After my long marathon through the Disney animated canon two years ago, imitations like this just look cheap by comparison. This was my first time watching The Swan Princess in seven or eight years. Back then, I considered it one of my favorite movies of all time. My reasons had to do with not being pigeonholed with simplistic gender stereotypes. As a safety net, I could point to the “catch-and-fire” routine as an example of super-cool masculinity among all the lovey-dovey stuff. I still think this open-minded attitude was good for my development into a well-rounded adult, but it looks unnecessary now that I’ve seen a few more movies. This film isn’t that great. I like the same things about it now that I did a decade ago — the battle with the “Great Animal” is still pretty thrilling, the music is catchy, there’s some humor (although I’m sure I found it funnier as a child). The filmmakers were overachieving when they selected voice talent for the film. Jack Palance as Rothbart, comedian Steven Wright as “Speed” the turtle, and John Cleese as Jean-Bob the frog, are all terrific in roles that don’t ask for much. But the backbone of the story is a depressingly familiar romantic comedy. The prince and princess hate each other as kids; when they reach physical maturity they look at each other, go “Whoa!” and decide to get married; she balks when he can’t say one good thing about her besides “You’re beautiful”; then she’s turned into a swan and wants him again because he’s the only one who can save her. There’s not much of a character arc here — more like characters following the whims of the plot. The ending still works, though. The prince effectively says, “I’ve always loved you. It’s just that I was young and stupid before.” This is a credible sentiment.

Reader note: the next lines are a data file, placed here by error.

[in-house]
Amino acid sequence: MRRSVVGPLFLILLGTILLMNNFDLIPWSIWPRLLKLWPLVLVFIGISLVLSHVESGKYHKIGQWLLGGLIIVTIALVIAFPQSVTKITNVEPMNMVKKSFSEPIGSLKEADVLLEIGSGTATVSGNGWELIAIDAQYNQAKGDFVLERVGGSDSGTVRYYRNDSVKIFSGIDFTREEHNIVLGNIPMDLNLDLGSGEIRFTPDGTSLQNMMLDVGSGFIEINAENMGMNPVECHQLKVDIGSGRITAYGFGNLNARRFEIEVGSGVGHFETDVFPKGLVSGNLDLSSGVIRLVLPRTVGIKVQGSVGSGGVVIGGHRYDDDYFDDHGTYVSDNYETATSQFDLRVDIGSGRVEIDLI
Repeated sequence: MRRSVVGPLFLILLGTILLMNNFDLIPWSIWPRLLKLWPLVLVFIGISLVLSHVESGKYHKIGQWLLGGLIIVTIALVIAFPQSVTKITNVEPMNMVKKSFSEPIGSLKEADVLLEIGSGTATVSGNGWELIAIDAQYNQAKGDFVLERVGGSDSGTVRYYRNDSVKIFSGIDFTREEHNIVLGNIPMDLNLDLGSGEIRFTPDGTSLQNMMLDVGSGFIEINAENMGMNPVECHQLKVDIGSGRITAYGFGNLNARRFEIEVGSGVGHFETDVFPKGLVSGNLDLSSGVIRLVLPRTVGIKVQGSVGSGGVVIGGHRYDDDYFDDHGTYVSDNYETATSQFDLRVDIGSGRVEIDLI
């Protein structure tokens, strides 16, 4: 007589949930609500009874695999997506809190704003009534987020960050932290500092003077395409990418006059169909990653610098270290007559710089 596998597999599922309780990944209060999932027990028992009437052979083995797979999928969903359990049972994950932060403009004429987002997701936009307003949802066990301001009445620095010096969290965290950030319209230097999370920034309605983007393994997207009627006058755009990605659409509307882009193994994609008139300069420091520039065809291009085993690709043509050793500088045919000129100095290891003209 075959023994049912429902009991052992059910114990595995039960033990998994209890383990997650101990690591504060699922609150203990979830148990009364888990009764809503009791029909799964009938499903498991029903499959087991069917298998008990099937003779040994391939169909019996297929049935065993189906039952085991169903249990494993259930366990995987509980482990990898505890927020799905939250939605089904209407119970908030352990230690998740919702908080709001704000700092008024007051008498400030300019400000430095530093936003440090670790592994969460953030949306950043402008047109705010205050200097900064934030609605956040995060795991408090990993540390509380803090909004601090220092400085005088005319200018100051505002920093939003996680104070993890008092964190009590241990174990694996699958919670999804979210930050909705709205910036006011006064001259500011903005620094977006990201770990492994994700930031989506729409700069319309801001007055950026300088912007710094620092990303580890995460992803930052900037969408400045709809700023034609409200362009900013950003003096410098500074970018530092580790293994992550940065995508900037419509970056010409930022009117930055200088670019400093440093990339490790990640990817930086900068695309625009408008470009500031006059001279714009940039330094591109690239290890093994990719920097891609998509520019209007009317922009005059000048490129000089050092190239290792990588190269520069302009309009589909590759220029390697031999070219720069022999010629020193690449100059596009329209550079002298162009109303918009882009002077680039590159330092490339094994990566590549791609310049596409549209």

Trading The Swan Princess for Black Swan is about far more than growing out of G-rated cinema and into R-rated cinema. I’m able to watch movies much more closely now than I could in the past. Looking beyond surface pleasures like story and performance (both very important, don’t get me wrong), I can get into the underlying psychology, themes, and craftsmanship. It can be disappointing at first to find out a movie that I used to love doesn’t hold up that well, but it proves that this whole “discernment” thing is working. The journey is made much more fun by unexpected landmarks such as this.